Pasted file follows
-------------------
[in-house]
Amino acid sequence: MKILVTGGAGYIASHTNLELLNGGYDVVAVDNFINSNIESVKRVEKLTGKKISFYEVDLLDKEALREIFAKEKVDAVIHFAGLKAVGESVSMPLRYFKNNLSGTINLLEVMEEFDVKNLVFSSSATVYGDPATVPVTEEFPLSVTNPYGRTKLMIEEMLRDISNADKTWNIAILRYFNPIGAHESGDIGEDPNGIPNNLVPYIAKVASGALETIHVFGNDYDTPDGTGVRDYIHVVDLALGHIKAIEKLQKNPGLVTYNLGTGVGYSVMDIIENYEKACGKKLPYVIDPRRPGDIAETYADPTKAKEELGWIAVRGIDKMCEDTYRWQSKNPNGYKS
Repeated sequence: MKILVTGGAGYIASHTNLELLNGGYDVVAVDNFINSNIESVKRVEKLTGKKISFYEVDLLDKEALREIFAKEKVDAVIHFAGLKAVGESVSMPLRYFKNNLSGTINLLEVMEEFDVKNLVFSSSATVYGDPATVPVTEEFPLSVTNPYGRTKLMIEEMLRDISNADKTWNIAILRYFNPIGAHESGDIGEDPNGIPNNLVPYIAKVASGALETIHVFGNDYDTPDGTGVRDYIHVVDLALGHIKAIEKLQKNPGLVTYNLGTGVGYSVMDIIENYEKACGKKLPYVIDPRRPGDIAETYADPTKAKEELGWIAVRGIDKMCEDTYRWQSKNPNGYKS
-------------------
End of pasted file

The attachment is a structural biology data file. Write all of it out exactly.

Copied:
[in-house]
Amino acid sequence: MKILVTGGAGYIASHTNLELLNGGYDVVAVDNFINSNIESVKRVEKLTGKKISFYEVDLLDKEALREIFAKEKVDAVIHFAGLKAVGESVSMPLRYFKNNLSGTINLLEVMEEFDVKNLVFSSSATVYGDPATVPVTEEFPLSVTNPYGRTKLMIEEMLRDISNADKTWNIAILRYFNPIGAHESGDIGEDPNGIPNNLVPYIAKVASGALETIHVFGNDYDTPDGTGVRDYIHVVDLALGHIKAIEKLQKNPGLVTYNLGTGVGYSVMDIIENYEKACGKKLPYVIDPRRPGDIAETYADPTKAKEELGWIAVRGIDKMCEDTYRWQSKNPNGYKS
Repeated sequence: MKILVTGGAGYIASHTNLELLNGGYDVVAVDNFINSNIESVKRVEKLTGKKISFYEVDLLDKEALREIFAKEKVDAVIHFAGLKAVGESVSMPLRYFKNNLSGTINLLEVMEEFDVKNLVFSSSATVYGDPATVPVTEEFPLSVTNPYGRTKLMIEEMLRDISNADKTWNIAILRYFNPIGAHESGDIGEDPNGIPNNLVPYIAKVASGALETIHVFGNDYDTPDGTGVRDYIHVVDLALGHIKAIEKLQKNPGLVTYNLGTGVGYSVMDIIENYEKACGKKLPYVIDPRRPGDIAETYADPTKAKEELGWIAVRGIDKMCEDTYRWQSKNPNGYKS